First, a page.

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Articles from DIAMOND JEWELLERY (984 Articles), GEMSET JEWELLERY (316 Articles), DIAMONDS BY CUT - BRILLIANT (ROUND) (286 Articles)

One of Calleija's stunning pink diamond rings
One of Calleija's stunning pink diamond rings

Rio announces winning bids for rare diamonds

Rio Tinto closed its Argyle Pink Diamonds tender last week, reporting strong demand with some buyers being disappointed with unsuccessful bids.

Bids on 55 of the best pink diamonds from Rio’s Argyle Diamond mine in Western Australia closed October 20.

Jean-Marc Lieberherr, general manager of Rio Tinto Diamonds said investors, collectors and luxury jewellers keenly contested the collection.

“The final results demonstrated significant global reach and continued strong price appreciation,” Lieberherr said. “The world has developed a real passion for these natural treasures.”

Rio Tinto reported that bidders in Japan found considerable success in the tender, including the acquisition of the Argyle ‘Alanya,’ a 1.06 carat Fancy Vivid Purplish Pink diamond. Japan remains the world’s largest consumer market for pink diamonds, with all shades of pink diamonds in strong demand by Japanese designers.

Josephine Archer, manager at Argyle Pink Diamonds said this year’s collection included a record 11 heart shaped pink diamonds, which were highly popular, particularly by Australian and Asian bidders.

“We were delighted to see such a strong appetite for a unique collection of heart-shaped diamonds,” Archer said. “The largest heart, a 1.31 carat Fancy Intense Pink, has a new home in China, an important emerging market for rare pink diamonds.”

Archer added that Rio have been spending considerable effort in raising awareness and understanding of Pink Diamonds to the Asian market, due to the increased demand the stones garner from there.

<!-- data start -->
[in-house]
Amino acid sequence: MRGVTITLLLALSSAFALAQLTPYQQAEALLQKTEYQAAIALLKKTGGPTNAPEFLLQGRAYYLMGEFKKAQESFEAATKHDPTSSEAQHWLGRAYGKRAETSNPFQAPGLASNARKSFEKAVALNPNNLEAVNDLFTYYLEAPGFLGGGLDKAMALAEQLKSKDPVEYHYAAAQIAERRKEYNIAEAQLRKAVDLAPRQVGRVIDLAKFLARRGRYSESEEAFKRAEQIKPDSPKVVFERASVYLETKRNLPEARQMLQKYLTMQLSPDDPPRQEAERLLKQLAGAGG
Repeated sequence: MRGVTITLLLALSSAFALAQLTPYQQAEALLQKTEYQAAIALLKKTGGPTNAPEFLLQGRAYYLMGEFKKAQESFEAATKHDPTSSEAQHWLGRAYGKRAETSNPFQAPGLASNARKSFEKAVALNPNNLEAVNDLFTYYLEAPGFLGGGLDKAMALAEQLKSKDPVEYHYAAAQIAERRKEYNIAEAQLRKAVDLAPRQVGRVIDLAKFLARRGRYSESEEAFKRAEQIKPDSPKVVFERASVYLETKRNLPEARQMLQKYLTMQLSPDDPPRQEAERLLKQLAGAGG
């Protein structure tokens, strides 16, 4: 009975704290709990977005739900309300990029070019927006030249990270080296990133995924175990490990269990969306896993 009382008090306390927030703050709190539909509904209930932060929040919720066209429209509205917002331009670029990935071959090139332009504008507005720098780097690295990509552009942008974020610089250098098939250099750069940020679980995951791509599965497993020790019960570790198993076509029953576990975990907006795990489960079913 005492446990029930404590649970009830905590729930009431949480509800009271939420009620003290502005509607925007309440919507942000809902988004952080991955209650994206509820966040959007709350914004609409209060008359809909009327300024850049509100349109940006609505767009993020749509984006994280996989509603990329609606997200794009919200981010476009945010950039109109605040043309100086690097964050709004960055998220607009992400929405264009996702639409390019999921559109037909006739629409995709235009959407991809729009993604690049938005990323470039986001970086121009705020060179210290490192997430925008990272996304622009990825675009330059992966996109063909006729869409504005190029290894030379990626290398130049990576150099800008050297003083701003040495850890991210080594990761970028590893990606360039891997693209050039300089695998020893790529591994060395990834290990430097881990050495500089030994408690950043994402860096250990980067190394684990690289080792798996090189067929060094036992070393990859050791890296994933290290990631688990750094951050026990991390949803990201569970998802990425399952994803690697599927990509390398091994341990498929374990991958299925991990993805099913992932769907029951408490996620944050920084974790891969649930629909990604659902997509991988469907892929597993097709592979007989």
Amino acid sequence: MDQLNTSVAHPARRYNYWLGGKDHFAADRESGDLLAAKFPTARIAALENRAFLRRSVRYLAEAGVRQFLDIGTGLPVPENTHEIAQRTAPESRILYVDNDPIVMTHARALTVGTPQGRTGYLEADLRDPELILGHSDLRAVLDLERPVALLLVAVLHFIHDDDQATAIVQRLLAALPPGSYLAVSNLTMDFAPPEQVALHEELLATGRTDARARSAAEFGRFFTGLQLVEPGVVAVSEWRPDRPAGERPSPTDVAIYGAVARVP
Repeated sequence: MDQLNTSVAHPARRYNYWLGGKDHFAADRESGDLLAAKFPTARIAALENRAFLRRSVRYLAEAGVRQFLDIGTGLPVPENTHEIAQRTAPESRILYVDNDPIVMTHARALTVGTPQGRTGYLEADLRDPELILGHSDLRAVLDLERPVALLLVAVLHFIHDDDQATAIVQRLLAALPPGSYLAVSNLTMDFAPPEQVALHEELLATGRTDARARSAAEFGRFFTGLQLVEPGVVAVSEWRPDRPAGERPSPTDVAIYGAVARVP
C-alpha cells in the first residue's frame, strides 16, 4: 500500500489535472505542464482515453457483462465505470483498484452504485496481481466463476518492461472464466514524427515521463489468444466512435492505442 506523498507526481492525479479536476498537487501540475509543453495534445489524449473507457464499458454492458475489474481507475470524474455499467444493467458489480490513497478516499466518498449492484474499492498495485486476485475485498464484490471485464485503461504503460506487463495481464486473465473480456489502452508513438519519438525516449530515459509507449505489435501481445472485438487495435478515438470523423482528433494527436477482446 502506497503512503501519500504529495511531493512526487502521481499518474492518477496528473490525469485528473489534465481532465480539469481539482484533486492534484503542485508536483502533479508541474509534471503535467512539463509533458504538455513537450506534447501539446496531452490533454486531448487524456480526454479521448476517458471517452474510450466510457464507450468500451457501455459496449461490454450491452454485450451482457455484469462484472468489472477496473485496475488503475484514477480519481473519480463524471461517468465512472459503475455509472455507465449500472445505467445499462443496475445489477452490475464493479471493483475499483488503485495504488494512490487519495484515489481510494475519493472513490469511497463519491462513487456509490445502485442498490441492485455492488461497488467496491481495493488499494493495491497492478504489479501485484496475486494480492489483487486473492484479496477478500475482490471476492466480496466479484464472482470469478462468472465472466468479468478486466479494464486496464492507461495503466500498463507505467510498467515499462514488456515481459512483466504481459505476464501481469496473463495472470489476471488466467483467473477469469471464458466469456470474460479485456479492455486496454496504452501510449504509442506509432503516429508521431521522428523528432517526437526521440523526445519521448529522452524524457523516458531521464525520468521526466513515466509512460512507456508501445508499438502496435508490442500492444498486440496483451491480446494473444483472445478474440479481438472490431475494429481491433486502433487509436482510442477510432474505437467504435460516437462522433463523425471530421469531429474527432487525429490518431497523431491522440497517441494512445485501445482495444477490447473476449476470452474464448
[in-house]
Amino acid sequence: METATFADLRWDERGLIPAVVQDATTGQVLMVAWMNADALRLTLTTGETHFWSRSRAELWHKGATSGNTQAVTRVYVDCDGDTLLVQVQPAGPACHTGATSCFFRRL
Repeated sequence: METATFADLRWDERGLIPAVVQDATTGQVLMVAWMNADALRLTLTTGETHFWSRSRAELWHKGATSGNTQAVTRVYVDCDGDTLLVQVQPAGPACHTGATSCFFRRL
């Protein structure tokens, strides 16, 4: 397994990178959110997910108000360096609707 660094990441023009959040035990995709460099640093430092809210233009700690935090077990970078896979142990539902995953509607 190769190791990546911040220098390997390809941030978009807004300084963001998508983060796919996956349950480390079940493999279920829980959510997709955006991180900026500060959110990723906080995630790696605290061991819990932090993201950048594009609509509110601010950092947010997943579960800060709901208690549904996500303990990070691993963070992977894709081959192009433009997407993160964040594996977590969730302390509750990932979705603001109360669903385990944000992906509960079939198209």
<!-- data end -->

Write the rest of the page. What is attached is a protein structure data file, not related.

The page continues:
John Calleija of Sydney-based designer and retailer Calleija Jewellers is a regular attendee of Rio’s Pink Diamond tender and said this year signalled a shift in demand, identifying new markets for the rare stones.

“I have been attending these tenders for 20 years now and it’s remarkable how highly contested it was,” Calleija said. “I picked up two diamonds which I am very happy with, but a lot of Australians were disappointed.”

Calleija told Jeweller, many Australian bidders rued their decision to bid conservatively, despite knowing the popularity of the stones throughout Asian markets.

“The market is experiencing a new momentum, which is driving the prices sky-high,” Calleija said. “An associate of mine bid on 40 stones, and only got four of them.”

Rio Tinto’s Argyle mine accounts for more than 90 per cent of the world’s pink diamonds and according to Calleija, supply is expected to come to an end by 2019.

“There is less than a decade left for the mine, so consumers realise the rarity of pink diamonds,” Calleija said. “It has increased my clients’ interest in this year’s tender.”

Meanwhile, Calleija has already sold one of the two tendered stones and expects to finalise a buyer for the second stone in due course.

“The bids were finalised last week and I am in the process of paying for it,” Calleija said. “They (the stones) are coming in next week and I have already sold one.”

This year’s 55 tendered diamonds were all cut and polished in Western Australia by Rio’s craftsmen and with supply dwindling, pink diamonds are predicted to appreciate further.

More reading:
Jewellers ‘tickled pink’ at gem sale
Pink diamond sets Asian auction record

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